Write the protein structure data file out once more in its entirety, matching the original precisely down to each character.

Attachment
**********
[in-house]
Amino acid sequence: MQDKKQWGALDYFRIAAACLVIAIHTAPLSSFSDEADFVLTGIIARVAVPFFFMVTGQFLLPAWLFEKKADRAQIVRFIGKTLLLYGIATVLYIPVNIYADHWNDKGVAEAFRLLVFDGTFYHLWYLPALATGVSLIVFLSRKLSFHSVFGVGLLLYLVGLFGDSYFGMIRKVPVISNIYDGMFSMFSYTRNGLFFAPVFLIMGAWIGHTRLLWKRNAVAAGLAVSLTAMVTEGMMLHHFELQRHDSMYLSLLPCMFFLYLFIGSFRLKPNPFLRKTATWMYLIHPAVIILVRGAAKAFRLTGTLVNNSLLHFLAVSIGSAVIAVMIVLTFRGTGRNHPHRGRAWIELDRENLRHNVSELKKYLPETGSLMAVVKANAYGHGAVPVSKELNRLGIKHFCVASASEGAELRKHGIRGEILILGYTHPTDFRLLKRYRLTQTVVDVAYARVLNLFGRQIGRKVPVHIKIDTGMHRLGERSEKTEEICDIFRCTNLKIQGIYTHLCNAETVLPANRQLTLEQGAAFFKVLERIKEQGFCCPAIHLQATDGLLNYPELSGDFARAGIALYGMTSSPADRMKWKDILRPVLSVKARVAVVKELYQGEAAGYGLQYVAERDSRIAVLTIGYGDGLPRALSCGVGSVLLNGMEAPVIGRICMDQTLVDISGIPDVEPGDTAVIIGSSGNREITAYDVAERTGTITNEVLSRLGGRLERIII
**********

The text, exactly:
[in-house]
Amino acid sequence: MQDKKQWGALDYFRIAAACLVIAIHTAPLSSFSDEADFVLTGIIARVAVPFFFMVTGQFLLPAWLFEKKADRAQIVRFIGKTLLLYGIATVLYIPVNIYADHWNDKGVAEAFRLLVFDGTFYHLWYLPALATGVSLIVFLSRKLSFHSVFGVGLLLYLVGLFGDSYFGMIRKVPVISNIYDGMFSMFSYTRNGLFFAPVFLIMGAWIGHTRLLWKRNAVAAGLAVSLTAMVTEGMMLHHFELQRHDSMYLSLLPCMFFLYLFIGSFRLKPNPFLRKTATWMYLIHPAVIILVRGAAKAFRLTGTLVNNSLLHFLAVSIGSAVIAVMIVLTFRGTGRNHPHRGRAWIELDRENLRHNVSELKKYLPETGSLMAVVKANAYGHGAVPVSKELNRLGIKHFCVASASEGAELRKHGIRGEILILGYTHPTDFRLLKRYRLTQTVVDVAYARVLNLFGRQIGRKVPVHIKIDTGMHRLGERSEKTEEICDIFRCTNLKIQGIYTHLCNAETVLPANRQLTLEQGAAFFKVLERIKEQGFCCPAIHLQATDGLLNYPELSGDFARAGIALYGMTSSPADRMKWKDILRPVLSVKARVAVVKELYQGEAAGYGLQYVAERDSRIAVLTIGYGDGLPRALSCGVGSVLLNGMEAPVIGRICMDQTLVDISGIPDVEPGDTAVIIGSSGNREITAYDVAERTGTITNEVLSRLGGRLERIII